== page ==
Governor Kate Brown announced during a press conference today that the state’s COVID-19 vaccine timeline has been accelerated to meet the federal promise of eligibility for all adults by May 1. Additionally, counties with agricultural workers have been given the flexibility to vaccinate that population beginning March 22.
“This is great news for Malheur County, whose economy relies heavily on the health and well-being of these valued and essential workers,” Malheur County Health Department Director Sarah Poe said. “We are ready to begin vaccinating this population and have been working with food processors and onion sheds to make plans for scheduling vaccines at worksites throughout the county.”
Speeding up the eligibility timeline in Malheur County was one of three COVID-19-related requests the county made in a letter submitted to the governor’s office today. Signed by Poe and Malheur County Judge Dan Joyce, the letter asks the state to:
- Move Malheur County to a “medium sized” county for the purpose of risk assessment
- Change the county risk metrics to match the recently updated “Ready Schools Safe Learners” guidance
- Allow Malheur County to immediately open vaccination eligibility to Phase 1B, Groups 6 and 7
“We have plans to continue weekly vaccine clinics, to support additional healthcare providers and pharmacies, and to start taking vaccine to locations where disproportionately affected populations live and work. This includes very rural communities, onion sheds, and organizations that serve people experiencing houselessness. This takes a great effort logistically, especially to not waste doses when vials are opened,” the letter states.
The letter also requests that the roughly 3,000 adults in custody at Snake River Correctional Institution be removed from Malheur County’s population count, which would change the metrics the state uses to determine the county’s risk level.
“We appreciate the fact that your office removes Adults in Custody (AIC) residing at Snake River Correctional Institution (SRCI) when determining the case rates for our county. We request that the nearly 3,000 AIC also be removed from the population number for consistency and recognition that they are not contributing to community spread. Removing 2,900 AIC from the approximate 32,000 population of Malheur County would take us out of the large county group. … The metrics seem to be divided by county size to be fair and in this unique situation, Malheur is unfairly considered a large county without the same risks and population outside of SRCI.”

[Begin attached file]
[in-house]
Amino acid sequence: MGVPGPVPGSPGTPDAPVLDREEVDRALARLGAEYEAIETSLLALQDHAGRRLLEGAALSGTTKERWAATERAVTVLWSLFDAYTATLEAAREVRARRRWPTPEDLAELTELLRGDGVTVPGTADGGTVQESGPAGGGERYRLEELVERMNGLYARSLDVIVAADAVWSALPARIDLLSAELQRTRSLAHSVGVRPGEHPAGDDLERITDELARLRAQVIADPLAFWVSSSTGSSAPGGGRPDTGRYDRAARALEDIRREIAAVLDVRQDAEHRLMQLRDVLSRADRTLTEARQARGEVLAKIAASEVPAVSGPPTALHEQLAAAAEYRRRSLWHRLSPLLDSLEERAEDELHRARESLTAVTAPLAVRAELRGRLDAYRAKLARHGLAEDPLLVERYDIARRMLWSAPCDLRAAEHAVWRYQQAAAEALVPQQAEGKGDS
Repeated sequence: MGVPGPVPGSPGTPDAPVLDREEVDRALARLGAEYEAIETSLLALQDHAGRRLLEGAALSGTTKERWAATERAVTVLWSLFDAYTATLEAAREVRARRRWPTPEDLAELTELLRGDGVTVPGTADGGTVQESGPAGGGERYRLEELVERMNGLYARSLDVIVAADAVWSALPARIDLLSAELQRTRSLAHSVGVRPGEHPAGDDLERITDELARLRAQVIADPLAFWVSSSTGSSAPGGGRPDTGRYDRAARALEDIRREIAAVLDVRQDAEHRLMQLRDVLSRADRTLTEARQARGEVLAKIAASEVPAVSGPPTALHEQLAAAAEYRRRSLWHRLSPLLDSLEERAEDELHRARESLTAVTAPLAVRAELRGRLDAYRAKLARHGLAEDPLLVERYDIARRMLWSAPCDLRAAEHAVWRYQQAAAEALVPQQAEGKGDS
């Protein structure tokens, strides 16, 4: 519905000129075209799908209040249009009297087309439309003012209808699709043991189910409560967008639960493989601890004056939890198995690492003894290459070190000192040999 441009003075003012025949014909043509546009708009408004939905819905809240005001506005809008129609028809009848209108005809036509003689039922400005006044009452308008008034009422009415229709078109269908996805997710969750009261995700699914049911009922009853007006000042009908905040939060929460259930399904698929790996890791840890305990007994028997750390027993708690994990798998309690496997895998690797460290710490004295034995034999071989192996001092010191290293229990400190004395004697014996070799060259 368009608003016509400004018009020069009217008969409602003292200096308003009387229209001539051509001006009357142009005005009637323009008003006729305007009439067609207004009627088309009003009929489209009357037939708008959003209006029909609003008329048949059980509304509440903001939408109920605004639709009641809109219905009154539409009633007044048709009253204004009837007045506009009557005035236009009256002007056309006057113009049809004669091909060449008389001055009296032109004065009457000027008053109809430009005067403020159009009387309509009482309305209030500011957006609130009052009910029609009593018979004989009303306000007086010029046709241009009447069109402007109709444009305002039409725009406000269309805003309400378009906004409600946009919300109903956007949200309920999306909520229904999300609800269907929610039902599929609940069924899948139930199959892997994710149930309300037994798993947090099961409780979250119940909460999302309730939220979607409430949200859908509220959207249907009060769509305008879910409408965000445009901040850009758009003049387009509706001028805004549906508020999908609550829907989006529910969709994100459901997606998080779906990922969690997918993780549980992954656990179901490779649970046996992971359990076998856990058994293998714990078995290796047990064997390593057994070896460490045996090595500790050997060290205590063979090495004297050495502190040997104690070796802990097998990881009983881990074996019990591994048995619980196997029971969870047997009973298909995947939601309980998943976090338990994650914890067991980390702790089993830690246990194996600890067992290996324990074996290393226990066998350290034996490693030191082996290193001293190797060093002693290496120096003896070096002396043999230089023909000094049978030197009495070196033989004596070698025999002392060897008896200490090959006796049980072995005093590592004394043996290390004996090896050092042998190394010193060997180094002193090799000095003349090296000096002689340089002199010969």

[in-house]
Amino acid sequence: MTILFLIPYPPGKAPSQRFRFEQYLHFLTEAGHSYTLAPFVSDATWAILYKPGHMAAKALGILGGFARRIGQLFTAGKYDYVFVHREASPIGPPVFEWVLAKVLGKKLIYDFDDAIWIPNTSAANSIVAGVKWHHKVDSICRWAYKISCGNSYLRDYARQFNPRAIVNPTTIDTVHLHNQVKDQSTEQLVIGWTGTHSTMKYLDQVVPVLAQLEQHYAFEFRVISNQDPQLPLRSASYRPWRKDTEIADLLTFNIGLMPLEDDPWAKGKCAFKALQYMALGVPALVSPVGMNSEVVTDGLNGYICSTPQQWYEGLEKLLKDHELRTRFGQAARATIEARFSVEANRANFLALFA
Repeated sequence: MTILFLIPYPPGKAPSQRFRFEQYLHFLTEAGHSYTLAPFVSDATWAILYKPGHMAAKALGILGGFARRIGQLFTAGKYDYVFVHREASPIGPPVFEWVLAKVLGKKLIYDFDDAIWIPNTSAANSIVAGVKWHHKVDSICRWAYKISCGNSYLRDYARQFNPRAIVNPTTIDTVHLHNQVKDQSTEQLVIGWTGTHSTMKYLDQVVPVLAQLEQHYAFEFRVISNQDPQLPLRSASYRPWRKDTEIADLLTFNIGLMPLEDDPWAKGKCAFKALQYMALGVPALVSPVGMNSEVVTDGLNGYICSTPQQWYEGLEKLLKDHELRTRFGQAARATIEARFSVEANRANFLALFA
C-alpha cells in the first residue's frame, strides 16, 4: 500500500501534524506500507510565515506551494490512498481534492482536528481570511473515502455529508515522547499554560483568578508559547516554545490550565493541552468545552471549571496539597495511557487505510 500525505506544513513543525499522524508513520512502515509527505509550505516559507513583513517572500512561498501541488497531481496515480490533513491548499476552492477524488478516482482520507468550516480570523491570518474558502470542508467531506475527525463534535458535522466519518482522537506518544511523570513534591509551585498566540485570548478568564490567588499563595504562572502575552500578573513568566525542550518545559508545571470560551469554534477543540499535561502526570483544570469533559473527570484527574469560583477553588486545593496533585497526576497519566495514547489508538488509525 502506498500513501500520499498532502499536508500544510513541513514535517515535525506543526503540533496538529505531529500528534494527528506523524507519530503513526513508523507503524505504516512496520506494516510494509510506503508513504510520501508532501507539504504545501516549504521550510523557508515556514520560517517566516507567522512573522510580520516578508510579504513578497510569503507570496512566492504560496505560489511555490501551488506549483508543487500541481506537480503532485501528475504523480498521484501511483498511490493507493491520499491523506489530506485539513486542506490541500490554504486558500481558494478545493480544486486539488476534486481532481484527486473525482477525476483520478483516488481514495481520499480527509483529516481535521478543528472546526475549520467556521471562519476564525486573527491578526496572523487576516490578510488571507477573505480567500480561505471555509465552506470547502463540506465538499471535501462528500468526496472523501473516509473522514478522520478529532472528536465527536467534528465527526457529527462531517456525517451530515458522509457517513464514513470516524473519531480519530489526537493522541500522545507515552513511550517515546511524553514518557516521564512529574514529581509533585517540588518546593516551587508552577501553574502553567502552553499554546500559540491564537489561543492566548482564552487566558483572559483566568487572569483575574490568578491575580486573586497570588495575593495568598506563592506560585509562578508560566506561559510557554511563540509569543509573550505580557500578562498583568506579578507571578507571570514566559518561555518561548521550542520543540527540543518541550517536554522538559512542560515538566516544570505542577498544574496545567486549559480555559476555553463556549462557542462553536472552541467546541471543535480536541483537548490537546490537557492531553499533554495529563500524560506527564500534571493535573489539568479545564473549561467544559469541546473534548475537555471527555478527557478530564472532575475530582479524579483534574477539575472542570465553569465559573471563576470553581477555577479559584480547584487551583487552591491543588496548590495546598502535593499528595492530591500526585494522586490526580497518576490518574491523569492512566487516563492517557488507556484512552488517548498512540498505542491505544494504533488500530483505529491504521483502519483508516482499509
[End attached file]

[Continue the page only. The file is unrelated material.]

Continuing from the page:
The letter also points out that until recently, school and county metrics mirrored each other. Now, school-setting guidance in the updated “Ready Schools Safe Learners” document is less restrictive than general population guidance, even though school settings are less protected.
“Risk categories that respond to the falling risk statewide, especially given increased protection with immunization, makes the most sense. Our schools are the setting that will have some of the least protection from immunization, considering children are not yet eligible,” the letter states.
“We appreciate all the hard work at the state level and we’re hopeful that Gov. Brown will take our requests into consideration. Our priority continues to be the health of our community, which includes not just physical health but social, emotional, and financial health as well. The issues addressed in today’s letter have an impact on all of those,” Poe said.
Other COVID-19 updates from today’s press conference include:
- Beginning on March 22, counties that attest to having largely completed vaccinations of seniors can start offering vaccine to adults age 45+ who have underlying health conditions.
- No later than April 19, vaccine eligibility opens to frontline workers and people of all ages with underlying health conditions.
- On May 1, vaccine eligibility opens to all Oregonians age 16+.
- All Oregonians will have had the opportunity for at least one dose of vaccine by the end of May.
- To date, 938,900 Oregonians have received at least one vaccine dose, just less than 1 out of every 3 adults.
- “We need somewhere between 7 or 8 out of 10 Oregonians to get vaccinated in order to achieve critical mass and shut down the virus so it can’t spread and put more lives and livelihoods at risk,” Oregon Health Authority Director Patrick Allen said.
• A recording of today’s live-streamed press conference is available here. Please note the video starts at the 31:30 mark.
• A recording of a Spanish language translation is available on OHA’s Facebook page here. Please note the video starts at the 1:03 mark.